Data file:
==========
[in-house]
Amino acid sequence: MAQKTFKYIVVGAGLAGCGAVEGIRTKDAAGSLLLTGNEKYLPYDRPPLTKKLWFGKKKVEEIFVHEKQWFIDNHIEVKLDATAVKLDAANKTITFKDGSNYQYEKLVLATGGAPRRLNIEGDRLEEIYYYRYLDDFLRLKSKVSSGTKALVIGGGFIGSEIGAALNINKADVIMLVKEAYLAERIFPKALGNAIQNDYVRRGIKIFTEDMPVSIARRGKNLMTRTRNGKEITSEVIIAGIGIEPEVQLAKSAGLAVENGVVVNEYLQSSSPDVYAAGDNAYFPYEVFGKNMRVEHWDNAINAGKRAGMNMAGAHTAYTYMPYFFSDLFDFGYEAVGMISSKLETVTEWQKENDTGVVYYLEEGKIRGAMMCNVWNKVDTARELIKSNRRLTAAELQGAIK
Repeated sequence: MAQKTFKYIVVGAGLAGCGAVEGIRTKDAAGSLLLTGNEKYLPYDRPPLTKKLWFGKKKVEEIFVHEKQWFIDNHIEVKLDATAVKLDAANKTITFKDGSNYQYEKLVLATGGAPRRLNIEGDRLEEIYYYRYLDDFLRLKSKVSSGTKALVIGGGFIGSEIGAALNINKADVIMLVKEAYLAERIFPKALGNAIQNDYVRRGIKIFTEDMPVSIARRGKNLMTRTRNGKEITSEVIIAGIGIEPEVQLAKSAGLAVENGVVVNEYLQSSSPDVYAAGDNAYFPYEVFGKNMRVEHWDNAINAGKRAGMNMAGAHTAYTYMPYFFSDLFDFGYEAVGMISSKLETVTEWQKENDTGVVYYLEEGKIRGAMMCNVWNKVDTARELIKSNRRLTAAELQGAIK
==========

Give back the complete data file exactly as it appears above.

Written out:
[in-house]
Amino acid sequence: MAQKTFKYIVVGAGLAGCGAVEGIRTKDAAGSLLLTGNEKYLPYDRPPLTKKLWFGKKKVEEIFVHEKQWFIDNHIEVKLDATAVKLDAANKTITFKDGSNYQYEKLVLATGGAPRRLNIEGDRLEEIYYYRYLDDFLRLKSKVSSGTKALVIGGGFIGSEIGAALNINKADVIMLVKEAYLAERIFPKALGNAIQNDYVRRGIKIFTEDMPVSIARRGKNLMTRTRNGKEITSEVIIAGIGIEPEVQLAKSAGLAVENGVVVNEYLQSSSPDVYAAGDNAYFPYEVFGKNMRVEHWDNAINAGKRAGMNMAGAHTAYTYMPYFFSDLFDFGYEAVGMISSKLETVTEWQKENDTGVVYYLEEGKIRGAMMCNVWNKVDTARELIKSNRRLTAAELQGAIK
Repeated sequence: MAQKTFKYIVVGAGLAGCGAVEGIRTKDAAGSLLLTGNEKYLPYDRPPLTKKLWFGKKKVEEIFVHEKQWFIDNHIEVKLDATAVKLDAANKTITFKDGSNYQYEKLVLATGGAPRRLNIEGDRLEEIYYYRYLDDFLRLKSKVSSGTKALVIGGGFIGSEIGAALNINKADVIMLVKEAYLAERIFPKALGNAIQNDYVRRGIKIFTEDMPVSIARRGKNLMTRTRNGKEITSEVIIAGIGIEPEVQLAKSAGLAVENGVVVNEYLQSSSPDVYAAGDNAYFPYEVFGKNMRVEHWDNAINAGKRAGMNMAGAHTAYTYMPYFFSDLFDFGYEAVGMISSKLETVTEWQKENDTGVVYYLEEGKIRGAMMCNVWNKVDTARELIKSNRRLTAAELQGAIK